“The NRG wants to see the Government pledge to levelling up by extending the Pupil Premium to all low-income families. Countless governments have promised change for communities like mine in Darwen and Rossendale, yet they have not delivered. This Government does not just need to start a new chapter but a radical new book where we put children at the heart. This research gives the Government a roadmap to true social change, one we urge them to embrace ahead of the Spending Review.”
Charlotte Alldritt, Director at CPP, said: “We were pleased to see the PM recently acknowledge that levelling up must go beyond investments in roads, rail and regeneration projects, but he offered little by way of detail of delivery. New transport links are only as productive as the people and places they connect - for levelling up to be truly transformational the Government must invest in the human side of the coin for the long term, and delivering high quality education for disadvantaged children is an essential component of this.
Our report with the NRG provides the building blocks for the Government to put together a strategic and coherent delivery plan to help Red Wall communities and disadvantaged areas of the country. True levelling up will be the work of a generation, and we hope to see the Government implement our long-term vision to deliver on their promises”.
NRG and CPP call on the Government to put social investment and the heart of the levelling up agenda by:
- Closing the education attainment gap, including by expanding eligibility for the Pupil Premium in primary schools so that it supports all children with family incomes below £24,400 (currently free school meals eligibility is based on combined household income below £16,190) and uprating the amount per eligible pupil at secondary school to match that given to primary schools (£1,345 at current prices). This would cost an additional £2bn, taking the total cost of the Pupil Premium from £2.4bn (2020-21) to £4.4bn.
- Establishing local population health as the bedrock of economic resilience by incentivising NHS leaders to consider – and work in partnership with others to address – the root causes of ill health.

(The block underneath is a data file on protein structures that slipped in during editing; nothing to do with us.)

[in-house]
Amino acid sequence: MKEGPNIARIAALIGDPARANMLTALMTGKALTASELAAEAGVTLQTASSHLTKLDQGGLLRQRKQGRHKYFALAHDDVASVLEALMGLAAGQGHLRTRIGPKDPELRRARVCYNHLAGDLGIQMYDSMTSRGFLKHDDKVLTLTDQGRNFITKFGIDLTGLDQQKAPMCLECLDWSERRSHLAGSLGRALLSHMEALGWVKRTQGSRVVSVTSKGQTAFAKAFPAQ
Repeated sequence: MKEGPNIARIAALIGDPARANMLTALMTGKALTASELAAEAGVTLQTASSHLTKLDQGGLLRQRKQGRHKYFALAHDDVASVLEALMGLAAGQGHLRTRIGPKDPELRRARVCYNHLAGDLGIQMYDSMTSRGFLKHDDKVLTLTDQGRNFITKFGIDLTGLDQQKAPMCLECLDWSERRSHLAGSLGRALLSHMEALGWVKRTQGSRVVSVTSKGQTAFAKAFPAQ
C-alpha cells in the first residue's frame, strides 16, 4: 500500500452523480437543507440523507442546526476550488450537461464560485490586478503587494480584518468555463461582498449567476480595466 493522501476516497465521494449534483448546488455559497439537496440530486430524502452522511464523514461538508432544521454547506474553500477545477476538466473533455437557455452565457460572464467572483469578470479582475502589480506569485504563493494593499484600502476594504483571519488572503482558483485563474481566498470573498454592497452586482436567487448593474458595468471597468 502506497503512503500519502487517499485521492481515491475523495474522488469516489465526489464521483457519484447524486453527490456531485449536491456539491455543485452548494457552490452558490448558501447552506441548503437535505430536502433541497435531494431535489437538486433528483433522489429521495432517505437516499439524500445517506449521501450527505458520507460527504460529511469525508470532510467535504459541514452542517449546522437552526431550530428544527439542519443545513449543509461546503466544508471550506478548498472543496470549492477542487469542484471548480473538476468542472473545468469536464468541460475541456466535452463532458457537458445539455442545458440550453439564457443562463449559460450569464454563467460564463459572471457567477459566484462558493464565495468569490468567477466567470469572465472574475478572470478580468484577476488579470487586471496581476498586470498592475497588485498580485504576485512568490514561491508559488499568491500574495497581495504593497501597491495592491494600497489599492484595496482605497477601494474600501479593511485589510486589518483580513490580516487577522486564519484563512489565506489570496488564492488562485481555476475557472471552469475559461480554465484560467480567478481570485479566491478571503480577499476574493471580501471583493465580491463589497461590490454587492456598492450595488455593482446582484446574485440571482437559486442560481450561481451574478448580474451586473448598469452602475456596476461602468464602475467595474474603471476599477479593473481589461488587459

- Incentivising and integrating public and private investment in our local communities, including through a corporate community investment tax relief (akin to R&D tax relief) and the rapid scale up of new government place-based partnership pilots designed to improve public service outcomes.
NRG and CPP call on the Government to measure the success of levelling up against four key tests:
- Test 1: halving the gap in skills and good jobs by 2030 between places with the highest and lowest levels of productivity and employment across the UK
- Test 2: halving the gap in healthy life expectancy by 2030 between nations, regions and local authorities across the UK
- Test 3: closing the gap in public sector spend on research and development (R&D) and halving the gap in private sector R&D spend by 2030 between those regions with the lowest levels of investment and those with the greatest
- Test 4: reducing by half the educational, health and income inequalities between and within places across the UK by 2030
 This income figure relates to incomes before housing costs as defined by the DWP’s Households Below Average Income Survey. See Department for Work and Pensions (2021) Households below average income: for financial years ending 1995 to 2020. Available at: https://www.gov.uk/government/statistics/households-below-average-income-for-financial-years-ending-1995-to-2020